By CBSLA Staff

LOS ANGELES (CBSLA) — As a record number of voters are casting their ballots early this year, local and federal officials say their top priorities are to ensure the safety of citizens and the security of the election.

The announcement, which officials stress is being done only out of an abundance of caution, comes after top federal intelligence officials announced last week that Iran and Russia have taken actions to try to compromise the U.S. election and have obtained some voter registration data.

Voters at the South Pasadena Community Center on Monday said they were motivated by fear above all else to vote early, following reports of unofficial ballots boxes and suspected arson to a ballot box.

“I’ve just heard too many rumors about fraud and how things could go bad,” said voter Dan Hughley.

It’s not just voters who are feeling the pressure of election time; officials say security concerns remain top of mind.

“It’s not a heightened concern on our end, it is certainly a heightened conversation – and we want to make sure that’s all it remains,” said Mack Jenkins, the Assistant U.S. Attorney, Chief of the Public Corruption and Civil Rights Section.

Jenkins said federal prosecutors are enhancing what they typically do for federal elections, and will open a larger than ever regional command center — along with the FBI and local law enforcement — to monitor voter safety.

“In response to the heightened conversation, we did more training more resources, more physical bodies and more planning for the worst-case scenarios,” Jenkins said. ‘There’s maybe more worst-case scenarios now, but not any of them do we feel have reached the level of credible threats at this point.”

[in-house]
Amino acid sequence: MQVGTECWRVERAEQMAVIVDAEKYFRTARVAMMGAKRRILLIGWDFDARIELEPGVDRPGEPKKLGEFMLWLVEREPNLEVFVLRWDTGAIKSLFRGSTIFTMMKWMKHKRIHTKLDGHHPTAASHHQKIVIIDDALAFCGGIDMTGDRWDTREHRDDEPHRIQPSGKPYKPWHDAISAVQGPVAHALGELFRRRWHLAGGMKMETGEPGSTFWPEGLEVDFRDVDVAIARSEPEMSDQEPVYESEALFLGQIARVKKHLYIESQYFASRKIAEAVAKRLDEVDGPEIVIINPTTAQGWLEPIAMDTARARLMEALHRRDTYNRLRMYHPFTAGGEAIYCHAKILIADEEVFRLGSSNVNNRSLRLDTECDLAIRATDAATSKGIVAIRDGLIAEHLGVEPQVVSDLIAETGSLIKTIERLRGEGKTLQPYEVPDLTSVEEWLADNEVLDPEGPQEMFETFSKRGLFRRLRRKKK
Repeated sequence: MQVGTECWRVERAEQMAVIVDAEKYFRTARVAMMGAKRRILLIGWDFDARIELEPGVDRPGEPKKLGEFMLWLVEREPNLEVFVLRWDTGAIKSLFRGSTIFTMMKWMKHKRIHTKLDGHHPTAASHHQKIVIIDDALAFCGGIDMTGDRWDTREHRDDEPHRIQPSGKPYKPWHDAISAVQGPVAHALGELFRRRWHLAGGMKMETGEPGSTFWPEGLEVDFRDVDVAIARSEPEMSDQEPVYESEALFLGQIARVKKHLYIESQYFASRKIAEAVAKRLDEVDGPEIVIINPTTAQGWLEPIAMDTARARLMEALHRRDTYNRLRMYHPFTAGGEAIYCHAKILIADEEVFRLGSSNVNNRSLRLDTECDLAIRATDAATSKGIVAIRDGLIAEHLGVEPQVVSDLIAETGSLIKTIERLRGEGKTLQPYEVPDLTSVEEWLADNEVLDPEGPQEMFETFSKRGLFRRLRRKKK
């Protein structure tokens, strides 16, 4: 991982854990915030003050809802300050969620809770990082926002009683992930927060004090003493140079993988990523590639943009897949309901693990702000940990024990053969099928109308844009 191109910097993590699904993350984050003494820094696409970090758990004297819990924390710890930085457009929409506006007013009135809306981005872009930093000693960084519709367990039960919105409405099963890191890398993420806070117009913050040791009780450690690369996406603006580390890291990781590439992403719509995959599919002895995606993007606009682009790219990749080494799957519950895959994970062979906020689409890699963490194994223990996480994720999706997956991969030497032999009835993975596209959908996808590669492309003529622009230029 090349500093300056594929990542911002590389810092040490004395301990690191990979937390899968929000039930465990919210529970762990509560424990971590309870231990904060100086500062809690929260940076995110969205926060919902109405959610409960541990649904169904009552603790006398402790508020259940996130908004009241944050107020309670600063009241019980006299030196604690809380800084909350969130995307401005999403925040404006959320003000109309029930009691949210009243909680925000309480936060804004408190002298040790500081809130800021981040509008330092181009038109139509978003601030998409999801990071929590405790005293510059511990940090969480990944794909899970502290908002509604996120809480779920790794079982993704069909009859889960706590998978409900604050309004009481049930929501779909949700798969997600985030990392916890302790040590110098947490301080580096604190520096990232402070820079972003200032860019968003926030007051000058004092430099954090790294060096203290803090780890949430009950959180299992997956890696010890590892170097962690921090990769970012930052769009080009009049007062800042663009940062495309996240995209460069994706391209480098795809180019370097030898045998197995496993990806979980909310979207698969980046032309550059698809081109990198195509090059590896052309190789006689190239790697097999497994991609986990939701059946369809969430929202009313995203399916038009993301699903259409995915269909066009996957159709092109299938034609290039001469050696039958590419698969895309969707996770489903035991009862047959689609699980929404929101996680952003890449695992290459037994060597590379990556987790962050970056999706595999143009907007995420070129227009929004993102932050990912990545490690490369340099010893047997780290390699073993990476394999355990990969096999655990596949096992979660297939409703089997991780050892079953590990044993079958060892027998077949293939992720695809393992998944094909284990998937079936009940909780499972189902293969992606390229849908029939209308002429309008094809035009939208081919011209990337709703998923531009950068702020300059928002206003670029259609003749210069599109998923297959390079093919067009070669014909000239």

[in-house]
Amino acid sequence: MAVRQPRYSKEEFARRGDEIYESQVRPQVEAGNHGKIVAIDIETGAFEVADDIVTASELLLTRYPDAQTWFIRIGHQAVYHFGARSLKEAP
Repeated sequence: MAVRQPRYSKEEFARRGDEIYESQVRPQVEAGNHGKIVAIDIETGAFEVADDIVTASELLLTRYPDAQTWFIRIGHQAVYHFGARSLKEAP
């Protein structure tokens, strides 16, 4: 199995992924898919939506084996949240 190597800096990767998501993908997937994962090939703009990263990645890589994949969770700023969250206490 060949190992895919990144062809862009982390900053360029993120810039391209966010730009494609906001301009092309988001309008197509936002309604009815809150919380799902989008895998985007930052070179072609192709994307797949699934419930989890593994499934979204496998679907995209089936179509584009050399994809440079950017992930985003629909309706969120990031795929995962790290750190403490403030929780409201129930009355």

Los Angeles County and Orange County officials also previously said they would be increasing patrols as November 3 nears.

RELATED: LA, Orange County Law Enforcement Preparing For Potential Election Disruptions

Residents are asked to keep an eye out for election crimes, which can fall into the categories of hacking by foreign or domestic groups, interference or intimidation at the polls, and fraud that may include people trying to buy ballots or indelible residents trying to vote.

“A lot of it is frankly educating the public, that is what they should be on the lookout for but also calming the public to a certain degree to let them know we are prepared,” Jenkins said.

Any calls about election crimes will go directly to the command center team, with the assistance of U.S. attorneys.

Still, officials are cautioning voters to take a similar approach to their actions — to be ready, but not fearful.

“At this point again we’re not concerned, we’re just prepared,” Jenkins said.

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